In his position at Lincoln Center, Marsalis has been accused of reverse racism in his canonical choices. Defenders say Marsalis’ enemies are upset simply because an African-American is piloting the course for this African-American musical form. Marsalis dismisses both assertions: “We’re talking about the musicality of our nation. To assign a racial term to it is derogatory. It’s been said I do that, but I don’t look at it in racial terms; I look at it in cultural terms. The sound of the African-American is the sound of jazz, but it’s also the sound of America. That overrides the racial aspect of it. If you want to study literature and study William Faulkner, you don’t say, ‘I’m studying white literature.’ You’re just studying literature.”
And if Marsalis were teaching lit, he’d be teaching the classics with an evangelical fervor. “That is my work,” he said. “I’m always written about for talking to schools, but the bulk of what I do is playing. I play somewhere just about every night.”
The Wynton Marsalis Septet played together just about every night for more than six years, until exhaustion set in. Marsalis broke up the band recently and formed a quintet that includes Septet alumnus Wess Anderson. It’s that band configuration that will play Ames’ Stephens Auditorium Thursday at 7:30 p.m.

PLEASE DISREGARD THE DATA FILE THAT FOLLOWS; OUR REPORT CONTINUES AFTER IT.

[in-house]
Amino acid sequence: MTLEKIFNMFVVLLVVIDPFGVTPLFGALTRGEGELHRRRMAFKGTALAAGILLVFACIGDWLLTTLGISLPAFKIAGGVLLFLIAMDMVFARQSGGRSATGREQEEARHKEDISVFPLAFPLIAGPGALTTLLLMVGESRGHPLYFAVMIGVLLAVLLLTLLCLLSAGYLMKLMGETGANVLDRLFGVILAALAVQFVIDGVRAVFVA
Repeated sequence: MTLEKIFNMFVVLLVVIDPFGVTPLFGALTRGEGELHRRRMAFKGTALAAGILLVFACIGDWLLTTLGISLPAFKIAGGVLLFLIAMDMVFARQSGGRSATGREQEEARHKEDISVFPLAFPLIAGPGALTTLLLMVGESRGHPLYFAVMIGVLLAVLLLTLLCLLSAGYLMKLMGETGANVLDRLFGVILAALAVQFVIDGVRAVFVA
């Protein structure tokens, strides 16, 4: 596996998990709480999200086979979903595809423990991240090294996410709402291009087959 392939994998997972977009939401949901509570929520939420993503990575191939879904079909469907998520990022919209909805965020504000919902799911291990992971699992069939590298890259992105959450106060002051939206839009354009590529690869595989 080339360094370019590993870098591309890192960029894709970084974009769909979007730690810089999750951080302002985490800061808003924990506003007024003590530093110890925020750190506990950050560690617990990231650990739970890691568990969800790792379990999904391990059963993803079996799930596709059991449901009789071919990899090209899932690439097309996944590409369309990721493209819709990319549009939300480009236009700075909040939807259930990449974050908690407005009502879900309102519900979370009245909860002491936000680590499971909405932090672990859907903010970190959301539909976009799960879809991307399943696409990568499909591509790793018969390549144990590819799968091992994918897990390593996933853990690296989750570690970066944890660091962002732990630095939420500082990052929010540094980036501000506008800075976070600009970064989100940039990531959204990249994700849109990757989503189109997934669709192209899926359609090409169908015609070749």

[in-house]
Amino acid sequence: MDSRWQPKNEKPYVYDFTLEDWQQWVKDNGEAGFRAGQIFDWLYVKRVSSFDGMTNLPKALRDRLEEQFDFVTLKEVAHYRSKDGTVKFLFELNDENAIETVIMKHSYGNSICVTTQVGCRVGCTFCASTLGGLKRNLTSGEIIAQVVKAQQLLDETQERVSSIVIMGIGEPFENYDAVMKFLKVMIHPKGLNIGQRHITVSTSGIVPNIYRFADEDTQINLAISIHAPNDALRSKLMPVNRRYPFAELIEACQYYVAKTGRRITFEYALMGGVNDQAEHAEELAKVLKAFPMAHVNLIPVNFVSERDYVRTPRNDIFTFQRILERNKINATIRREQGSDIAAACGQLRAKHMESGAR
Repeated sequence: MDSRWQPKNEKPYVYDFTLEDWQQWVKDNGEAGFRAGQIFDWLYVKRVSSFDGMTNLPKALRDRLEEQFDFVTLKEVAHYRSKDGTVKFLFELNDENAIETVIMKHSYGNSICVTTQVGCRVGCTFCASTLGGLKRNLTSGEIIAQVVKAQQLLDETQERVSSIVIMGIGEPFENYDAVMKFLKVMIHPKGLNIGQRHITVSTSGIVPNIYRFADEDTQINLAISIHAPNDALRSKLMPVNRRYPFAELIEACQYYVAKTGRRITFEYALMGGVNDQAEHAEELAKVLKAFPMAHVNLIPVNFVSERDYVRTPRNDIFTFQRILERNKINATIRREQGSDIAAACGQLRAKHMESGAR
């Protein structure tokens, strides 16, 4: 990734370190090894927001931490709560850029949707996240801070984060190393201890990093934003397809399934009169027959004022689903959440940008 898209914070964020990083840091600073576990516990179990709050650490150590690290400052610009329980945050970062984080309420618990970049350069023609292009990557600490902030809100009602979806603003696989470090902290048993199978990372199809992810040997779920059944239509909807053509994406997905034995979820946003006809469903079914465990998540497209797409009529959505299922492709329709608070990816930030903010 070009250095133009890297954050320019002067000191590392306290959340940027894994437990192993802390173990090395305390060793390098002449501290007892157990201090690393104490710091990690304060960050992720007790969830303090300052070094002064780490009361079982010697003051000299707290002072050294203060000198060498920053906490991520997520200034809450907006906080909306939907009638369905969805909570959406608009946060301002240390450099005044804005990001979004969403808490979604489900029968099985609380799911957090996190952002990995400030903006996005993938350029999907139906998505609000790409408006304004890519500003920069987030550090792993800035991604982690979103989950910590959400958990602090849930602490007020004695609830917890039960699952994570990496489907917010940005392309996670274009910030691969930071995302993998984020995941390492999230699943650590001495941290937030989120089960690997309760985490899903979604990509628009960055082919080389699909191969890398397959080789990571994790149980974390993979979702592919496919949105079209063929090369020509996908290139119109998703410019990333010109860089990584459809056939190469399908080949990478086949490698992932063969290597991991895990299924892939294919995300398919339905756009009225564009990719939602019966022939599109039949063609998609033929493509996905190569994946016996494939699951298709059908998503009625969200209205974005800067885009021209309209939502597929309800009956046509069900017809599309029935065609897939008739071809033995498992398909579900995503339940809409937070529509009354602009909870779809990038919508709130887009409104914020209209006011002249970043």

“It was supposed to be a quartet, but Wess said, ‘Man, take me out there,” Marsalis said with a laugh. As is customary, the show likely will be a quick survey course in American music – from the proto-jazz of Jelly Roll Morton to Ellington to the fierce explorations of John Coltrane and Marsalis originals.
When the band is up there, none of this other stuff matters. What matters is that the band is hot, not that its leader is a lightning rod for controversy. What matters is that they’re reinterpreting past traditions for the present.
Jazz, says Marsalis, is “the portrait of our culture in sound, our democratic way of life, it recognizes the gifts of individuals and value of group action. It places a premium on soul and feeling, has a spiritual foundation, and when you play, it makes you feel good.
“And it swings.”
Tickets to the Wynton Marsalis Quintet performance are $8 (for ISU students or those under 18) to $26, available at the ISU Center box office or Ticketmaster.
By Patrick Beach
Source: Des Moines Register